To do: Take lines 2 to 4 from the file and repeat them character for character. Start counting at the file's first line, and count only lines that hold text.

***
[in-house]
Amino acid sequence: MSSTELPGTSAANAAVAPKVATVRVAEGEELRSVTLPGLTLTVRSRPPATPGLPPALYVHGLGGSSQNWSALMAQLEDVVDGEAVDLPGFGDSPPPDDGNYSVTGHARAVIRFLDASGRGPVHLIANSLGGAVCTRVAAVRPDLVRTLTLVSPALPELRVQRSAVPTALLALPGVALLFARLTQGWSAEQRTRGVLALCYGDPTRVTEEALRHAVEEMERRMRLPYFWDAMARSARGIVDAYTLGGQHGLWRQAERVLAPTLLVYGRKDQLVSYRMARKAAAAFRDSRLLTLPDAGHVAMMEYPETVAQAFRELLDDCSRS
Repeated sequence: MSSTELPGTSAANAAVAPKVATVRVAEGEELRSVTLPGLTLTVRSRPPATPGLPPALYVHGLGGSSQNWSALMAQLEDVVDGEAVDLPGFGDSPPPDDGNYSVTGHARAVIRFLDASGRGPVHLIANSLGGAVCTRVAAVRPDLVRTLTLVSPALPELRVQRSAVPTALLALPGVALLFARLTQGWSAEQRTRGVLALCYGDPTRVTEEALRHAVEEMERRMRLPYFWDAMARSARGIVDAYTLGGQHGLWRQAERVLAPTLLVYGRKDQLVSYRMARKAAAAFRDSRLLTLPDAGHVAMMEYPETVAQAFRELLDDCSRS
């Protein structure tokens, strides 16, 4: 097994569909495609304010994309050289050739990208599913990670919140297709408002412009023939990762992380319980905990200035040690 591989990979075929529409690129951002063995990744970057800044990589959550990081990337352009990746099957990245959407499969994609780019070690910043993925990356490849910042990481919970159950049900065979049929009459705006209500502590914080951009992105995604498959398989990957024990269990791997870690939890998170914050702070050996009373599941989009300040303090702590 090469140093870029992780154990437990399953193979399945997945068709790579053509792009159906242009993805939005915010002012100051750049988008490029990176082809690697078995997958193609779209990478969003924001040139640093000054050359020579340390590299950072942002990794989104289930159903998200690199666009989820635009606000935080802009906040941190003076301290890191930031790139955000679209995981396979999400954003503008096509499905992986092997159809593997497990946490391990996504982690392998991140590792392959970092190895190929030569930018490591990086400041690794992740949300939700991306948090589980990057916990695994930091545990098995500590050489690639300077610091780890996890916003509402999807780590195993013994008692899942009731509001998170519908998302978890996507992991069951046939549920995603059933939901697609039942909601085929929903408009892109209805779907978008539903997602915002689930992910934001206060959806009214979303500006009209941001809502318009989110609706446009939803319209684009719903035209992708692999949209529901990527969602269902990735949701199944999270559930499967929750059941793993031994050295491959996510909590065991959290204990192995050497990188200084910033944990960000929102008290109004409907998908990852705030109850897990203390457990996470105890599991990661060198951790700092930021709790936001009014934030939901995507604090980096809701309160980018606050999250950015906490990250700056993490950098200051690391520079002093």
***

Amino acid sequence: MSSTELPGTSAANAAVAPKVATVRVAEGEELRSVTLPGLTLTVRSRPPATPGLPPALYVHGLGGSSQNWSALMAQLEDVVDGEAVDLPGFGDSPPPDDGNYSVTGHARAVIRFLDASGRGPVHLIANSLGGAVCTRVAAVRPDLVRTLTLVSPALPELRVQRSAVPTALLALPGVALLFARLTQGWSAEQRTRGVLALCYGDPTRVTEEALRHAVEEMERRMRLPYFWDAMARSARGIVDAYTLGGQHGLWRQAERVLAPTLLVYGRKDQLVSYRMARKAAAAFRDSRLLTLPDAGHVAMMEYPETVAQAFRELLDDCSRS
Repeated sequence: MSSTELPGTSAANAAVAPKVATVRVAEGEELRSVTLPGLTLTVRSRPPATPGLPPALYVHGLGGSSQNWSALMAQLEDVVDGEAVDLPGFGDSPPPDDGNYSVTGHARAVIRFLDASGRGPVHLIANSLGGAVCTRVAAVRPDLVRTLTLVSPALPELRVQRSAVPTALLALPGVALLFARLTQGWSAEQRTRGVLALCYGDPTRVTEEALRHAVEEMERRMRLPYFWDAMARSARGIVDAYTLGGQHGLWRQAERVLAPTLLVYGRKDQLVSYRMARKAAAAFRDSRLLTLPDAGHVAMMEYPETVAQAFRELLDDCSRS
């Protein structure tokens, strides 16, 4: 097994569909495609304010994309050289050739990208599913990670919140297709408002412009023939990762992380319980905990200035040690 591989990979075929529409690129951002063995990744970057800044990589959550990081990337352009990746099957990245959407499969994609780019070690910043993925990356490849910042990481919970159950049900065979049929009459705006209500502590914080951009992105995604498959398989990957024990269990791997870690939890998170914050702070050996009373599941989009300040303090702590 090469140093870029992780154990437990399953193979399945997945068709790579053509792009159906242009993805939005915010002012100051750049988008490029990176082809690697078995997958193609779209990478969003924001040139640093000054050359020579340390590299950072942002990794989104289930159903998200690199666009989820635009606000935080802009906040941190003076301290890191930031790139955000679209995981396979999400954003503008096509499905992986092997159809593997497990946490391990996504982690392998991140590792392959970092190895190929030569930018490591990086400041690794992740949300939700991306948090589980990057916990695994930091545990098995500590050489690639300077610091780890996890916003509402999807780590195993013994008692899942009731509001998170519908998302978890996507992991069951046939549920995603059933939901697609039942909601085929929903408009892109209805779907978008539903997602915002689930992910934001206060959806009214979303500006009209941001809502318009989110609706446009939803319209684009719903035209992708692999949209529901990527969602269902990735949701199944999270559930499967929750059941793993031994050295491959996510909590065991959290204990192995050497990188200084910033944990960000929102008290109004409907998908990852705030109850897990203390457990996470105890599991990661060198951790700092930021709790936001009014934030939901995507604090980096809701309160980018606050999250950015906490990250700056993490950098200051690391520079002093």